A - Papers appearing in refereed journals
Rawlins, B. G., Lark, R. M., O'donnell, K. E., Tye, A. M. and Lister, T. R. 2005. The assessment of point and diffuse metal pollution of soils from an urban geochemical survey of Sheffield, England. Soil Use and Management. 21 (4), pp. 353-362.
|Authors||Rawlins, B. G., Lark, R. M., O'donnell, K. E., Tye, A. M. and Lister, T. R.|
A model of soil variability as a continuous background process with superimposed point contamination was applied to 569 measurements of metal concentrations (Cr, Ni and Pb) in the topsoils of Sheffield, England. Robust estimators of the variogram were shown to be required to describe spatial variation of the metal concentrations at most sampled locations. This is diagnostic of the presence of a contaminant process. Values of the standardized kriging error from the cross-validation of each datum were used to identify spatial outliers for each metal. The ordinary kriged estimates of Cr, Ni and Pb were mapped after removing the outliers to estimate the background variation. Each of the 35 spatial outliers that occured in gardens have concentrations exceeding their Soil Guideline Value for residential land use with plant uptake, highlighting a potentially significant exposure pathway. The frequent observation of coal and furnace waste at these sites suggests that their dispersal, following domestic use and industrial processes, respectively, represents a significant point contaminant process. There was no evidence for spatial clustering of the point process. However, the spatial outliers of Cr and Ni showed a significant association with disturbed sites identified from historical land use maps, in part due to their prevalence in areas of historical steel manufacture. The magnitude of diffuse pollution for each metal in the urban soil was estimated by removing the spatial outliers and comparing robust measures of location with those from a survey of soils developed over the same parent materials in adjacent rural and peri-urban environments. The Winsorized mean Pb concentrations in urban topsoil (203 mg kg(-1)) were twice the value in the rural environment (101 mg kg(-1)), highlighting a very substantial diffuse Pb load to urban soils. The equivalent estimated diffuse components in urban soils for Cr and Ni were, respectively, 25% and 14% higher than the rural soils.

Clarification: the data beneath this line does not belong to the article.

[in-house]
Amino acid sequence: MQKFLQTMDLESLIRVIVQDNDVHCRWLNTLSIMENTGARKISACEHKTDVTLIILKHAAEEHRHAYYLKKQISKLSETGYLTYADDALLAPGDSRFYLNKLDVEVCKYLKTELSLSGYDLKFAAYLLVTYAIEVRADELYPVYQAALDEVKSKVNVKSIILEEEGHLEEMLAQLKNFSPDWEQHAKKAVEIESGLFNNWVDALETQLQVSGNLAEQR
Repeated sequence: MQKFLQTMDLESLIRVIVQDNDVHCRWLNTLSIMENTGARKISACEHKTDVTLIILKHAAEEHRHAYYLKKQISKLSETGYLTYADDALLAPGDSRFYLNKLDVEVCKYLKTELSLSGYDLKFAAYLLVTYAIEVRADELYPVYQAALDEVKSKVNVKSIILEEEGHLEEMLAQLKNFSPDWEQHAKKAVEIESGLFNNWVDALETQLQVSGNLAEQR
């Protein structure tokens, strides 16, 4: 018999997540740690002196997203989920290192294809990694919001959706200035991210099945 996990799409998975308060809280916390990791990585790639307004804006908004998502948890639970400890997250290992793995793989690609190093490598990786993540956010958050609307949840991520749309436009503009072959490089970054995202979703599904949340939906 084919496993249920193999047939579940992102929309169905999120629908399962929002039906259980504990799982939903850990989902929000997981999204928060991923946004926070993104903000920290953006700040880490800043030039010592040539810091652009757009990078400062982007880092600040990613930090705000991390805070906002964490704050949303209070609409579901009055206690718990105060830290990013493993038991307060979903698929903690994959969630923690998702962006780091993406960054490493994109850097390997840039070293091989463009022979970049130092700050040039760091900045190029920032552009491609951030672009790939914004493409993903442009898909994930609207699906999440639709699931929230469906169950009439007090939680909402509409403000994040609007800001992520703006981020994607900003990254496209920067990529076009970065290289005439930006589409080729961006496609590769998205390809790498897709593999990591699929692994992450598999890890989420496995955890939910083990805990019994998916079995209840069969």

|Year of Publication||2005|
|Journal||Soil Use and Management|
|Journal citation||21 (4), pp. 353-362|
|Digital Object Identifier (DOI)||doi:10.1079/SUM2005335|
|Open access||Published as non-open access|
|Funder project or code||513|
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